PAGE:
Will sweatpants come to the office when we return?

Accounting firms offer tips on how to ease teams back into acceptable office attire while preserving comfort.
By Teri Saylor

As American workers, including those at accounting firms, transition back into their office, one of the unexpected challenges has been figuring out what to wear.

For more than a year now, attire such as pajamas, leisurewear, sweatpants, and comfy T-shirts have replaced the khakis and skirts typically worn most days at many offices. As long as we remained seated for online conferences and Zoom meetings, we've been getting away with dressing for business above screen level and for vacation below.

Some changes brought on by the COVID-19 pandemic — such as more remote work and an increased use of technology in place of more expensive traveling — could outlast the pandemic. But what about the less formal "dress codes" people adopted while working from home? Will workplaces, especially those that had already loosened up by enacting "dress for your day" policies, now continue to for even more informal clothing?

More directly: Will we be wearing sweatpants — and related home office "couture" — in the actual workplace?

Unsurprisingly, the move toward less formal clothing seems to have finally hit a wall at athleisure. Employees at most firms won't be able to meet clients while dressed for the gym. But HR professionals at several CPA firms across the country are offering a few ideas on how to ease their teams back into office mode while preserving comfort.  

Offer choices. Kimberly Hensarling, director of talent and human resources in the Atlanta office of Windham Brannon, recalls activities commemorating the firm's 60th anniversary four years ago. Windham Brannon, which has 170 employees, celebrated for an entire year, with special events planned each month.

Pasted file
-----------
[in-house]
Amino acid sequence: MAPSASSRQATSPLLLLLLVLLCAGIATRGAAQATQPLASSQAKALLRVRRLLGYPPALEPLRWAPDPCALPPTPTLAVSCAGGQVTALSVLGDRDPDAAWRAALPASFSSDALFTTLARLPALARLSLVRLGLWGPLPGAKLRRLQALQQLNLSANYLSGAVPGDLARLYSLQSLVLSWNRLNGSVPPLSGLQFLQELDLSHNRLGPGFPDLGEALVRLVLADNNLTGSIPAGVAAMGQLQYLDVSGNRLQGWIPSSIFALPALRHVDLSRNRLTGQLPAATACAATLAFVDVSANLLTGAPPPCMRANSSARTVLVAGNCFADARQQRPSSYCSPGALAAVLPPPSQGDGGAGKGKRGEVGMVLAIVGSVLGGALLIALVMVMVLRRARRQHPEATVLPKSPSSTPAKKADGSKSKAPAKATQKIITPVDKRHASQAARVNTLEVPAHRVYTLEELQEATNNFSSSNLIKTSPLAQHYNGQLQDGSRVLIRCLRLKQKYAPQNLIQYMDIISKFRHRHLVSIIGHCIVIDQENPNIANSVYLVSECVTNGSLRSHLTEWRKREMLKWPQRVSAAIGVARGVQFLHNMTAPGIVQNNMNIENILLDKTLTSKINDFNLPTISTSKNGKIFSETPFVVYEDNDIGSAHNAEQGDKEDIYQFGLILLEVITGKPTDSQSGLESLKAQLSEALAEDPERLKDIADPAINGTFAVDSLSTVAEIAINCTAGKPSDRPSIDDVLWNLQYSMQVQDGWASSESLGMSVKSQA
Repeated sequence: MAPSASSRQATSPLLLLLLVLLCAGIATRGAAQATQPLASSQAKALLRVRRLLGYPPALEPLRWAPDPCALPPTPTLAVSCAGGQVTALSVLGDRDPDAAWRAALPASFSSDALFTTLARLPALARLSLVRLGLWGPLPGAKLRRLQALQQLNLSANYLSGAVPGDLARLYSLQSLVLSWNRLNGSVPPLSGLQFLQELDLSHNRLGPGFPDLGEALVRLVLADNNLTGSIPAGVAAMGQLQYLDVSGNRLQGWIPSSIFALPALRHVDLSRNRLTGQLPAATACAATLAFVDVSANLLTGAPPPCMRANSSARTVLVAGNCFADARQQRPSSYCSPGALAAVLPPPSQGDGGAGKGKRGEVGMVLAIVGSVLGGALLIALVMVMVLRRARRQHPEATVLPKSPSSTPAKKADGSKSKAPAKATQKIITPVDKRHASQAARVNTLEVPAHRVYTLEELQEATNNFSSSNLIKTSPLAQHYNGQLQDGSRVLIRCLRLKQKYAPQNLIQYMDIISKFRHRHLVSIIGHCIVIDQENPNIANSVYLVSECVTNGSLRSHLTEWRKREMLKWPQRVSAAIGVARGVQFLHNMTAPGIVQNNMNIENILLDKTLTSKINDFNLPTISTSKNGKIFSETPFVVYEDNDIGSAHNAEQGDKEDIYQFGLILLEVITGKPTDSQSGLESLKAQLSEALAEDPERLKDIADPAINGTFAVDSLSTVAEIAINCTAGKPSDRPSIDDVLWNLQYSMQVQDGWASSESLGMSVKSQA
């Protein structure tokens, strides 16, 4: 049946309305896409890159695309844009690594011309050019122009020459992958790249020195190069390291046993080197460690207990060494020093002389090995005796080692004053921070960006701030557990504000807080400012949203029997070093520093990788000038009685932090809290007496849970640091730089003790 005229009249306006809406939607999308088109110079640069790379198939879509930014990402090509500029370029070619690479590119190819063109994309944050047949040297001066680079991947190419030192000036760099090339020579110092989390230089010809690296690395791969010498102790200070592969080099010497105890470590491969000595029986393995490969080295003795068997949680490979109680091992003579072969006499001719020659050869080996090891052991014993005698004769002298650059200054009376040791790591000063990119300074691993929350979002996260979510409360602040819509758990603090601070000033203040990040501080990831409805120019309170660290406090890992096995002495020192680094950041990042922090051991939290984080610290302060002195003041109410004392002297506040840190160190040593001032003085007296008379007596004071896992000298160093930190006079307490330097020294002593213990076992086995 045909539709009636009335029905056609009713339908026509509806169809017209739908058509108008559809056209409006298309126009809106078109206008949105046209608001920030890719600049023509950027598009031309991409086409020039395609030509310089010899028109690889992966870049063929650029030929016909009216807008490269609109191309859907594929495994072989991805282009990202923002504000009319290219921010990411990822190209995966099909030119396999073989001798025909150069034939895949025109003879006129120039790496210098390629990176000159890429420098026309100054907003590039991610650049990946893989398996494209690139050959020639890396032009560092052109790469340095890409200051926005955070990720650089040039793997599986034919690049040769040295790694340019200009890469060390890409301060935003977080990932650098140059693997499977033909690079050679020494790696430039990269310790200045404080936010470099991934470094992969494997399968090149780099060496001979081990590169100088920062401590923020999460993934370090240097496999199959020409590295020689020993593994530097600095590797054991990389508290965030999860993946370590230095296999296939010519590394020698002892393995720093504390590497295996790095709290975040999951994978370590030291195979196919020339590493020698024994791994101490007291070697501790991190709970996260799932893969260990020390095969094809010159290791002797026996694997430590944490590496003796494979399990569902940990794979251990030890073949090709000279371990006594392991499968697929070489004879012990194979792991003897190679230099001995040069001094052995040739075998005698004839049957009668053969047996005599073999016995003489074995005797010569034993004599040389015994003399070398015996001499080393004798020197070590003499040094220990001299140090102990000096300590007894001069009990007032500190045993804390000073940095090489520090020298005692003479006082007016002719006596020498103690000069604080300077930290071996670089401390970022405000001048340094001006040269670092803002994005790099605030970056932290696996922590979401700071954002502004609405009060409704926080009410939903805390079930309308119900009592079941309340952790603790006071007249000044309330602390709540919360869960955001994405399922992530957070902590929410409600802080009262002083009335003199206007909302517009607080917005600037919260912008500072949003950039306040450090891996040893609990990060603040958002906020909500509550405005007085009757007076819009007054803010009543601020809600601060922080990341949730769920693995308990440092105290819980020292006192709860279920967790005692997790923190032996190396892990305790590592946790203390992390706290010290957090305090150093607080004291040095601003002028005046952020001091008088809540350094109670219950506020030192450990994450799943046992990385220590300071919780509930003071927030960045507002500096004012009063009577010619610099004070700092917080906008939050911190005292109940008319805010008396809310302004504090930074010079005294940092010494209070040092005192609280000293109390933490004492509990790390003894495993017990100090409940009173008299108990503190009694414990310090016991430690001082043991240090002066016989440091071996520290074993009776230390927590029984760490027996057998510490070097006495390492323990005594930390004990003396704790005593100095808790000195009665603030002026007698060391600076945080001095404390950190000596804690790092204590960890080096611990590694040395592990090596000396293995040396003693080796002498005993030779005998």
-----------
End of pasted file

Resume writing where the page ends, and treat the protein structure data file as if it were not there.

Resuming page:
"We decided for July we were going to try 'dress for your day,'" she said.

Dress for your day, an idea that is growing in popularity, lets employees choose their attire based on whether they are seeing clients or doing office work. "We gave our employees guidelines that outlined preferred casual wear and asked that they refrain from being too relaxed, such as wearing jeans with holes in them or clothing that is too revealing," Hensarling said. When the month ended, firm leaders realized the employees loved dressing for their day so much that they decided to keep the policy in place.

For those times when a client calls with an emergency requiring a face-to-face meeting, employees keep go-bags packed in their offices or more professional attire hanging on the back of their office doors. "I think it just goes back to the professional image we want to convey, that we want our employees to always look presentable," Hensarling said.

Consider client expectations. At Gumbiner Savett, a Santa Monica, Calif., firm recently merged with BPM LLP, staff have been encouraged to wear clothing that reflects their clients' work environment, said Irene Valverde, director of business development. Her firm encourages employees to check in with their clients' dress policies before visiting.

"We encourage them to determine whether they need to dress up or if they can dress more casually, as long as they adhere to the client's dress code," she said.